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Executive Education

Design Thinking and Creativity for Business

Making a case for creativity: How it catalyses innovation and creates change

Manuel Sosa, Professor of Technology and Operations Management

Programme Director of Design Thinking and Creativity for Business

Any change in an organisation requires a catalyst, and Design Thinking and Creativity for Business gives them the skills they need to drive that change effectively. We prepare them to become innovation catalysts and agents of change.

Back in 2010, IBM surveyed over 1,500 Chief Executive Officers from over 60 countries and 33 industries. The skill they felt was most needed to navigate the complexities of the future? Creativity. 

Fast forward more than a decade, and with the rapid pace of digital change and the growing pressures of climate change, creativity is arguably becoming more important than ever. But how exactly does creativity affect businesses? And what happens if you're not a 'creative thinker'? We speak to Manuel Sosa, Programme Director of INSEAD’s Design Thinking and Creativity for Business programme, to find out.


How would you define creativity and why is it increasingly important for businesses now to be creative?

Creativity is the ability to create novel and useful “things”. And we refer to creative thinking as the set of skills that every creative problem solver should master. They are based on the principles of design thinking, creativity management, and agile development. A key principle from design thinking is the notion of developing empathy for the end user and understanding what is important to those you are innovating for. 

Creativity is important because as the world becomes more complex and uncertain, we need to be able to formulate new opportunities, new business models and new ways to disrupt or defend from disruption. We need to have the courage to evolve and keep up with the pace of change.

Take the issue of sustainability, for example. This is the biggest problem facing all industries. How are we going to solve it if we do not innovate? If people cannot think differently or if we don’t empower them to explore new possibilities? It’s impossible. Another trigger to innovate is digitalisation. We need to rethink our purposes, processes and resources in order to use digitalisation to create value — and that requires innovation.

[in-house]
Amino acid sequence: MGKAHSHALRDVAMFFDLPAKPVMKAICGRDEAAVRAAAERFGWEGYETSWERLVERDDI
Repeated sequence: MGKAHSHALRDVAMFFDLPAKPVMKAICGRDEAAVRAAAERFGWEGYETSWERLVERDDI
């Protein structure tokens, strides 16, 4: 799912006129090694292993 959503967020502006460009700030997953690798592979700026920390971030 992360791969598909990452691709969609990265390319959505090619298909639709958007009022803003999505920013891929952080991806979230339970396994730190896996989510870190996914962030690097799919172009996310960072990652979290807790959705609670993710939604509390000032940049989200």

Innovation is not a new concept. What added value do creativity and a design thinking approach offer?

Innovation has traditionally been associated with the development of new products, new technologies and recently, new services. The emphasis has been on the innovation process — there is a process for understanding customer needs, a process for integrating ideas and making sure they work. And that has led to faster computers, better cars, longer battery life and so on. There is a well-established process that typically falls under the domain of an engineer.

The biggest contribution that design thinking has made is to democratise many of these traditional principles and make them more 'human' centered. We spend more time understanding people’s needs and the desired outcome, rather than imposing a solution that only incrementally improves the existing situation.

In this way, innovation can not only create new products and services, but also solve problems. It is also no longer limited to the domain of engineering. In that sense, anyone can become a creative problem solver.


When you say anyone can become a creative problem solver, does that mean that creativity can be taught?